Friederick Strasse

Friederick Strasse.

The Guard House

The Guard House.

"The Moving Finger writes; and, having writ, Moves on ; nor all your Piety nor Wit Shall lure it back to cancel half a Line."

There are such vehicles in Berlin as third-class drosh-kies; but I never entered one of them, through fear of forfeiting my life insurance.

In strolling about Berlin, one soon discovers that, notwithstanding all its military power, the Government cannot wholly remedy the city's unfortunate situation. It lies in the midst of such a sandy plain that the Viennese call it jestingly the "sand-box of Germany," from the great clouds of dust which sometimes make its streets unbearable.

Moreover, its low level has worse consequences than a sandy soil. The good old lady who thought it was owing to a kind act of Providence that rivers usually flowed beside important cities, must have believed Berlin to be neglected by the gods; for the river Spree, which creeps on through the Prussian capital, is a dull, languid stream, the odors of which cannot be surpassed, save by the fumes rising from the canals connected with it Sometimes, when I have stood on one of Berlin's numerous bridges in the summer months, I have been conscious of a medley of rebellious smells, which all the gods of war could not suppress. Even the Berlinese acknowledge this defect; and a comic paper recently described how a despairing lover, wishing to commit suicide in a legal manner, accomplished his purpose by merely hovering for some hours on the banks of one of these pestiferous canals.

The Cafe Baur

The Cafe Baur.

A very prominent building in Berlin, and another conspicuous feature of the Unterden Linden, is the Royal Museum, founded by Frederick William III. in 1824. Fronting upon a handsome park, adorned with statues, trees, and flowers, its site is superb, and its dimensions are imposing. A noble portico of Ionic columns gives it an air of strength and majesty, while its great height is shown by the four groups of statuary on the roof, which, though colossal in themselves, appear diminutive on such a pedestal. At the foot of the broad staircase leading to this museum is an enormous basin of polished granite, sixty-six feet in circumference and weighing seventy-five tons, yet hewn from a single granite boulder, left by some southward moving glacier, countless centuries ago, within Thirty miles of the site of the future Berlin. But this does not appear extraordinary to a native of Berlin. It seems to him quite natural that Providence should have foreordained the leaving of that boulder, just where it fell, to decorate the future Prussian capital. "Est ist colossal," they say of it, "gans colossal" which is, indeed, the phrase most often heard from the Berlinese, as, flushed with pride and satisfaction, they describe the buildings, monuments, and population of their city.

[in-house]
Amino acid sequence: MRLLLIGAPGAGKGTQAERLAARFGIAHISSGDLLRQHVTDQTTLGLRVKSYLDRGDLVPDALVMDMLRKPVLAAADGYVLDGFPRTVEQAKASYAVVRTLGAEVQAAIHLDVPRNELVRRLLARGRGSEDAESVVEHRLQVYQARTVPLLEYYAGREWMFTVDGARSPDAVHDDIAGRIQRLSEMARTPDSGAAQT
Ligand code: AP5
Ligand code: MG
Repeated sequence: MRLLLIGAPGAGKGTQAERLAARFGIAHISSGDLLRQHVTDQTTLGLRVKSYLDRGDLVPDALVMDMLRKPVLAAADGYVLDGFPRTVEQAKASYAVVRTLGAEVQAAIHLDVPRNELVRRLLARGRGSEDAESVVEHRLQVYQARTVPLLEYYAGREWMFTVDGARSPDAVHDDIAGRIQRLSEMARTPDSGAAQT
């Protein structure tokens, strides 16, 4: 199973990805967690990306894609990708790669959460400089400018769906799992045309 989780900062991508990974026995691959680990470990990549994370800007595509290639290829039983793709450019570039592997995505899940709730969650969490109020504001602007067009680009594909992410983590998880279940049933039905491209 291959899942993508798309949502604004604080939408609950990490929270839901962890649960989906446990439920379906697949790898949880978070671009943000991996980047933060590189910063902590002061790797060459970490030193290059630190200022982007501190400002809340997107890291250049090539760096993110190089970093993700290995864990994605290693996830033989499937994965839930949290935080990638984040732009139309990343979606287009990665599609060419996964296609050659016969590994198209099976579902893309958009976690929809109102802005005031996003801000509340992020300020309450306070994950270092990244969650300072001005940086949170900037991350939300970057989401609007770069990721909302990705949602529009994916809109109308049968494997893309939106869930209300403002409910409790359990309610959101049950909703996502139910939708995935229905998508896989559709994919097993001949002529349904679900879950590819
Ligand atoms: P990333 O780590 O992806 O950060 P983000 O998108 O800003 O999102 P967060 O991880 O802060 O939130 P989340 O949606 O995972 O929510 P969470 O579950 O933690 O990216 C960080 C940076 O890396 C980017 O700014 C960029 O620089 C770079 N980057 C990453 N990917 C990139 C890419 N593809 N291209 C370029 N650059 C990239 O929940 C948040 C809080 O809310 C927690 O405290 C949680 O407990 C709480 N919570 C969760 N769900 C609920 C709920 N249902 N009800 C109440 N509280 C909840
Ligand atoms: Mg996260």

The Polytechnic School, Charlottenburg

The Polytechnic School, Charlottenburg.

The River Spree

The River Spree.

Every tourist who stands before the steps leading to this museum observes with admiration the groups of statuary in bronze on either side. He might expect that, at least, before a temple of the fine arts, some peaceful statues would be placed; but this the warlike predilections of the Berlinese forbid. One of these groups is the famous work called the Lion Killer. It is evident that the king of beasts has received a mortal wound, for a broken spear-shaft has been buried in his side ; yet, even in the agony of death, he has driven his claws into the side of the poor horse, which rears in terror and in pain. Meantime the conqueror, bestriding his unbridled steed with perfect ease, adjusts his aim with a composure and consummate skill which indicate the issue of the combat. We are sure that in a moment more the monster will lie prostrate at his feet. Even more striking than this group is its companion on the other side of the staircase. Here the contending warrior is an Amazon. With her the conflict has become more desperate ; for a powerful tiger, still unwounded, has leaped directly on her horse, driving both teeth and claws into the neck and breast of the poor beast, whose fear is admirably shown in his drooping ears and the wild movement of his eye, just visible above the tiger's head. This combat seems so doubtful, that I could hardly contemplate it without a quicker beating of my heart, and an impatient wish that this unyielding, interlocked embrace might be relaxed and victory prevail for one side or the other.